Category Archives

Installing #mvvmlight for .NET Standard 1.0

.NET, MVVM, Technical stuff, Universal Windows Platform UWP, WPF, Xamarin
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I just released the new MVVM Light preview version for .NET Standard 1.0. I also published an article in the MVVM Light documentation describing the installation of the .NET Standard 1.0 version of MVVM Light as well as the changes needed to existing applications.

Hopefully you find this helpful.

This is a pre-release version and I am eager to hear your feedback. If you have any issue during the uninstallation process, installation process or while using MVVM Light for .NET Standard 1.0, send me an email at Laurent@galasoft.ch for assistance.

Happy coding!
Laurent

GalaSoft Laurent Bugnion
Laurent Bugnion (GalaSoft)

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Setting the device brightness on Windows with WPF

.NET, Technical stuff, Windows 10, Windows 7, Windows 8, Work, WPF
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I am working on a project which I can’t really detail, but one aspect caused me a few headaches. Finally I reached out to the Windows team at Microsoft and got great help from Katie Anderson who works on the brightness team. This was quite tricky, and we had to have a couple of roundtrips before we managed to find a way that worked.

Well, why?

In the application I am working on, it is necessary for the user to set the device brightness from the application itself. You might wonder why, because most Windows devices have hard keys to set the monitor brightness. For example on a Surface, you can use the Fn-Del and Fn-Backspace key combinations to alter the brightness of the screen. Or you can of course swipe from the right side and use the Brightness button to change the value in the Action Center.

However on that particular project, the user doesn’t have access to the keyboard, nor to the Action Center. This is a kind of kiosk scenario if you will where many of the Windows features are deactivated by policies, and no hard keyboard is provided. I had to find a way to do this programmatically.

First approach: Not so good

At first I thought I would have my application’s main window run in full screen and set a black Rectangle on top of everything, and change the Rectangle’s opacity in my code. That worked well but of course it wouldn’t work if other applications were in the foreground (yes, I forgot to mention, it’s a kiosk app which can start other apps and put them in the foreground…).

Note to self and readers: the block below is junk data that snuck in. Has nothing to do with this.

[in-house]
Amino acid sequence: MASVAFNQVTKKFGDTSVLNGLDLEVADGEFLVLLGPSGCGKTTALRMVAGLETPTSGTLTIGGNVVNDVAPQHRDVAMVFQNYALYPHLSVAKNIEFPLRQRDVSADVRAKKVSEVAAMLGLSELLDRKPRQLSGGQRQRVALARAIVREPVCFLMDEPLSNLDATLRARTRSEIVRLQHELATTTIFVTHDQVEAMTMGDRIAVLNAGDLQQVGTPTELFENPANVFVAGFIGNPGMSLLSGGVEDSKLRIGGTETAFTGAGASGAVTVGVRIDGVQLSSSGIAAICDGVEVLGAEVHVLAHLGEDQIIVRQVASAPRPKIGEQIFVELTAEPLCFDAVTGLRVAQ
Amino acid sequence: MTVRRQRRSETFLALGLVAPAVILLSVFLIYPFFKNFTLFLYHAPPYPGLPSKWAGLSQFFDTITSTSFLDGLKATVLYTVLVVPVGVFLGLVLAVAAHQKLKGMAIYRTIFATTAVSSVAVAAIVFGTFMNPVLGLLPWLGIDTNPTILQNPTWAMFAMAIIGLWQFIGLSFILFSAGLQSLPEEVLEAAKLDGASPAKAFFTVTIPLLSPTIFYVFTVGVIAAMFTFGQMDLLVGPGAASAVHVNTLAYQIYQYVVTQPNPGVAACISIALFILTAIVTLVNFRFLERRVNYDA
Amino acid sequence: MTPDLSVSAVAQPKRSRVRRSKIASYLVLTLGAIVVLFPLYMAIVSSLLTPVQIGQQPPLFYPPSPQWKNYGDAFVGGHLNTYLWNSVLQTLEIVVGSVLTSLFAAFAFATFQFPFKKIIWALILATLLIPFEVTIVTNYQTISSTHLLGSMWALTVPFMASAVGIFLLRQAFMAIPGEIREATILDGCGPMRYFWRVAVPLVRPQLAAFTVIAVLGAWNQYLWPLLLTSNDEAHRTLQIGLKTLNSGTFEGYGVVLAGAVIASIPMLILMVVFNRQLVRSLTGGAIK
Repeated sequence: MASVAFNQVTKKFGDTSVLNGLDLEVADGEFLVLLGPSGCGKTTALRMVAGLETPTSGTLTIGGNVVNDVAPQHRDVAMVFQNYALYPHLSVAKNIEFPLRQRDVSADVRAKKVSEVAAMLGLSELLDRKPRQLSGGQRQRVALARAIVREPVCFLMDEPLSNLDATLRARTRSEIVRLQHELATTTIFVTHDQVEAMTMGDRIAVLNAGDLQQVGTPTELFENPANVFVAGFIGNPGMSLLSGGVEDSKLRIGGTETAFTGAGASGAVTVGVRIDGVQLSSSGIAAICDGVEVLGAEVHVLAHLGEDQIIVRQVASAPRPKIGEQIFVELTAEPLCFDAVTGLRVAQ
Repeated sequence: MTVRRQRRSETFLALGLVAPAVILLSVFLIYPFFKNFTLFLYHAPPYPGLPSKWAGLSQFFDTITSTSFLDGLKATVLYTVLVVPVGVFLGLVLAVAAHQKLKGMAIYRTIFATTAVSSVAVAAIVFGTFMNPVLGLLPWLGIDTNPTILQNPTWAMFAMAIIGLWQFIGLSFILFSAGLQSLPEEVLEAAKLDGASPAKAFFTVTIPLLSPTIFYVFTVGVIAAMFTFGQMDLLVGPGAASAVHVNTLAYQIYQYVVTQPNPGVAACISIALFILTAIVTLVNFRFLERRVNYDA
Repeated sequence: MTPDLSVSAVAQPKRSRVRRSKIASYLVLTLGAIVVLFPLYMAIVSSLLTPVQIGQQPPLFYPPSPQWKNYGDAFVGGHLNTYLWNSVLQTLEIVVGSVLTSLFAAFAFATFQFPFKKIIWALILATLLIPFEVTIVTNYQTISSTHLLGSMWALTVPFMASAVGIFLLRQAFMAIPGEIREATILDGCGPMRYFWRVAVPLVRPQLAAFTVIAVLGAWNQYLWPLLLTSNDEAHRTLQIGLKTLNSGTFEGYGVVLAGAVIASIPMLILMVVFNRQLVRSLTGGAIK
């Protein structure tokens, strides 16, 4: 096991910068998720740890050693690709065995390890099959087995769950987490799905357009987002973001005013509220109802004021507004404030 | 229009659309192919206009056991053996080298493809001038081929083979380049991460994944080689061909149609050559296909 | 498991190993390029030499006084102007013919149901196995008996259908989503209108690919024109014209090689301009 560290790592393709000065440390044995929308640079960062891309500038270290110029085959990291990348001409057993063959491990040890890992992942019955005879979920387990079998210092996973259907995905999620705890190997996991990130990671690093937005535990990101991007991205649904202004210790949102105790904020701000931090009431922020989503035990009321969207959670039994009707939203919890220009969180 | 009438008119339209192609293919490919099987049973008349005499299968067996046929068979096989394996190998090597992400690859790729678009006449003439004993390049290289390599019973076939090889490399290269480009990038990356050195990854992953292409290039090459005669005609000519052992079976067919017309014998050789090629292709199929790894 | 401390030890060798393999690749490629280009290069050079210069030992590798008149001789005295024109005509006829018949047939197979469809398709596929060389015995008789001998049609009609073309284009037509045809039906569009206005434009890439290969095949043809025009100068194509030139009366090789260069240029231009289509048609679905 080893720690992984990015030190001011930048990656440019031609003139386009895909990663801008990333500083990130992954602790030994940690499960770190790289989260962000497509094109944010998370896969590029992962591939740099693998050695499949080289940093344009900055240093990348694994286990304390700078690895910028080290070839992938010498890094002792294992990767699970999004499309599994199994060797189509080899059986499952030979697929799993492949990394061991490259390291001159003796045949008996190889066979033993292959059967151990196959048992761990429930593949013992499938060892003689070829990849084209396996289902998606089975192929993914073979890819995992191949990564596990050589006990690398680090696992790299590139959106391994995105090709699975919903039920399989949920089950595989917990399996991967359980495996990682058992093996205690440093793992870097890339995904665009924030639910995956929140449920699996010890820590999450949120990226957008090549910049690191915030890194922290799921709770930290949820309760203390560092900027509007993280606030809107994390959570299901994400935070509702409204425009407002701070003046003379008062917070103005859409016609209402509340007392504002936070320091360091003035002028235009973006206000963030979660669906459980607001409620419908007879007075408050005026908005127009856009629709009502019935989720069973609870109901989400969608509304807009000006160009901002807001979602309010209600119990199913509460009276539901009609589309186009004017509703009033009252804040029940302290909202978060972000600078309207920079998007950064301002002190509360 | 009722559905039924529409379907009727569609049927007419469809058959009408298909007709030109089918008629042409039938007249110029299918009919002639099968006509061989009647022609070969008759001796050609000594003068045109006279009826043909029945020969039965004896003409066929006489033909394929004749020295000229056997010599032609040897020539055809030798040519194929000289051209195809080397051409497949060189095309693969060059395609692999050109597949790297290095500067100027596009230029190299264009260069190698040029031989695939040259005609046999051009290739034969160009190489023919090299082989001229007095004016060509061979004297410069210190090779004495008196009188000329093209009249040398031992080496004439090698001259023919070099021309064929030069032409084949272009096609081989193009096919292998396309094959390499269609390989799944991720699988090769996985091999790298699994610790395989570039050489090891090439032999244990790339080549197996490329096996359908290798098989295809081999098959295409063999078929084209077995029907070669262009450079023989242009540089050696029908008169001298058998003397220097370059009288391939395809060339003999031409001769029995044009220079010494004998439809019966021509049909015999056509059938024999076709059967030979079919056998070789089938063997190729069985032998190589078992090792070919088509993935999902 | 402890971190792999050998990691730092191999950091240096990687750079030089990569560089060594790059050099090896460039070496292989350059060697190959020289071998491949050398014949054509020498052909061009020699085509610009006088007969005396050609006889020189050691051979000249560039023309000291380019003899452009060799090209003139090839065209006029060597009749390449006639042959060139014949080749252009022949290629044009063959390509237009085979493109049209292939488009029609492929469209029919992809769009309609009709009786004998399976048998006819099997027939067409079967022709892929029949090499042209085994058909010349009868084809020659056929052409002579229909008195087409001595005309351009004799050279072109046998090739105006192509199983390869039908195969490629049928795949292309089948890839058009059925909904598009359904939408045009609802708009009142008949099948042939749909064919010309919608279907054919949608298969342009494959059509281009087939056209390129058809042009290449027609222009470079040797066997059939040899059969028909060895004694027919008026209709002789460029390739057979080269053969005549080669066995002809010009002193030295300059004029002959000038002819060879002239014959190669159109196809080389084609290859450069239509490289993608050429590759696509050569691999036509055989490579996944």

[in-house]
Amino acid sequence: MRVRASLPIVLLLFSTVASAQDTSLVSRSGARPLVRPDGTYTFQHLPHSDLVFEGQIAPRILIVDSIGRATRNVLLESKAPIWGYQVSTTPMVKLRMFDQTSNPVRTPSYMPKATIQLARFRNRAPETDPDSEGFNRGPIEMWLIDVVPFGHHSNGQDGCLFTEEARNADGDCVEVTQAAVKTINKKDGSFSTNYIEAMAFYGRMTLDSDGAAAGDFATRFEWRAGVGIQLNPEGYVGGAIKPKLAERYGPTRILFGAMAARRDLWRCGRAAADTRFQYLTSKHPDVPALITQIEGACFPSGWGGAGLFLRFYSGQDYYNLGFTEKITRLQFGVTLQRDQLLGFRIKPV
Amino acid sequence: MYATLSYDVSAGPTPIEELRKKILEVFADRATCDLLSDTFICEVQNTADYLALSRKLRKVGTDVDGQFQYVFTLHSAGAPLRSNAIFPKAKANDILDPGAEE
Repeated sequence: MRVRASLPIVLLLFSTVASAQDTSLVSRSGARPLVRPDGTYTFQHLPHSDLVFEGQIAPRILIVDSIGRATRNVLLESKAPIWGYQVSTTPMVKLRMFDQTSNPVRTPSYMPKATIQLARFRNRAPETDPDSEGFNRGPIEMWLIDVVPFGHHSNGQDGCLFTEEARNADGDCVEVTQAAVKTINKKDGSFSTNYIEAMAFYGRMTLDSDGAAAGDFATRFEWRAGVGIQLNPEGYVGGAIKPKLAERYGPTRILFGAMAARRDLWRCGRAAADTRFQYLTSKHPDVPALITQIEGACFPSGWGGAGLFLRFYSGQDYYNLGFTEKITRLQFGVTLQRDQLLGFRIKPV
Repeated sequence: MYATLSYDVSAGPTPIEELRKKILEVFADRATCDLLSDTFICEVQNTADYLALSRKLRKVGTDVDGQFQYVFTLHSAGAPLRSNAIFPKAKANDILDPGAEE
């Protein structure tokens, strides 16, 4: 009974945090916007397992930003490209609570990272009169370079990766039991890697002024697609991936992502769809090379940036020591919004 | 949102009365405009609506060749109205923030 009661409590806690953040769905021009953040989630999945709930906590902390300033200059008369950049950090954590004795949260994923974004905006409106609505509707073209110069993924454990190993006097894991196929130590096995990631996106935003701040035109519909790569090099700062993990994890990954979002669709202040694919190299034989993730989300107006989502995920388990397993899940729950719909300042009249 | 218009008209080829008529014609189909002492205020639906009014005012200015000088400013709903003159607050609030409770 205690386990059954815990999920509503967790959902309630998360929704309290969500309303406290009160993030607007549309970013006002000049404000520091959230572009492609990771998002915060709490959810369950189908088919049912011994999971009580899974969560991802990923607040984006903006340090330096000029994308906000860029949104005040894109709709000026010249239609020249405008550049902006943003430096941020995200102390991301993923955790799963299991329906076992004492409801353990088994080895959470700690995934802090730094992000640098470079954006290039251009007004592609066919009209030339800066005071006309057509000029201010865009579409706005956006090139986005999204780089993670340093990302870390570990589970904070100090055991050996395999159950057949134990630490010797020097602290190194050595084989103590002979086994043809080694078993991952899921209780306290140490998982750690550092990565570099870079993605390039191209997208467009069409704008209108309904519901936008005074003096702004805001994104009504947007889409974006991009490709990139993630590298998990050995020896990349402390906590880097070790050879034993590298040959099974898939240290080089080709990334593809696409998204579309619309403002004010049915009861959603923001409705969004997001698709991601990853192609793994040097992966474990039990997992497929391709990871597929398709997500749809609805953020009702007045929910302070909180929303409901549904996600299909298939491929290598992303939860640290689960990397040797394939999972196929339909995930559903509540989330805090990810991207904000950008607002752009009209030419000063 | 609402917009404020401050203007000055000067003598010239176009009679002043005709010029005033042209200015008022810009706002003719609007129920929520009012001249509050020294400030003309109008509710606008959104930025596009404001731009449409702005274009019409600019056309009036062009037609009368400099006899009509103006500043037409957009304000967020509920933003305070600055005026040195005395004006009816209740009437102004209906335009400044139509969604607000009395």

Second approach: Better but not great

OK, no problems I thought, let’s have my app open a modal full screen window which is always on top. I will then have this window made insensitive to touch or mouse clicks with the following code. Finally, this window will have the black Rectangle and be on top of everything all the time.

public static class WindowsServices
{
    private const int GwlExstyle = -20;
    private const int WsExTransparent = 0x00000020;

    public static void SetWindowExTransparent(IntPtr hwnd)
    {
        var extendedStyle = GetWindowLong(hwnd, GwlExstyle);
        SetWindowLong(hwnd, GwlExstyle, extendedStyle | WsExTransparent);
    }

    [DllImport("user32.dll")]
    static extern int GetWindowLong(IntPtr hwnd, int index);

    [DllImport("user32.dll")]
    static extern int SetWindowLong(IntPtr hwnd, int index, int newStyle);
}

This worked OK but somehow it was not satisfying. I really wanted to have a solution where my app would modify the actual device brightness. There are a few reasons why the client also wanted that, and so I started to investigate deeper. Unfortunately, Bing searches (and the equivalent Google searches) didn’t really return anything satisfactory.

Using Powershell

After searching a bit, I got a first clue that what I wanted to achieve was doable: You can query and modify the device brightness from Powershell with the following script:

CODE TO GET THE BRIGHTNESS INSTANCE

PS C:> Get-Ciminstance -Namespace root/WMI -ClassName WmiMonitorBrightness

CODE TO SET THE BRIGHTNESS

PS C:\Users\lbugn> $monitor = Get-WmiObject -ns root/wmi -class wmiMonitorBrightNessMethods
PS C:\Users\lbugn> $monitor.WmiSetBrightness(50,10)

If you run these commands in Powershell, you will marvel at the result: Yes it does work and the screen’s brightness is modified. Great Scott, I am on the right track! The key to this is the WMI (Windows Management Interface) class WmiMonitorBrightness.

Converting to .NET

The next step was obvious: I needed to convert the Powershell script to some usable .NET code. Unfortunately, easier said than done. This is where I reached out to Microsoft for help and thankfully Katie really followed through and after a few iterations we got it to work.

First she used the WMI Code Creator tool to convert the Powershell script to .NET. I had no idea that such a tool existed, but then again I never had to dive so deep in the entrails of Windows. Unfortunately when running the code that the tool created (which I won’t post here to avoid confusion), I got some errors. One more roundtrip to Redmond (via email) and Katie found the way: The following code will indeed modify the brightness of the screen, yay!!

public static class WindowsServices
{
    private static ManagementObject _brightnessInstance;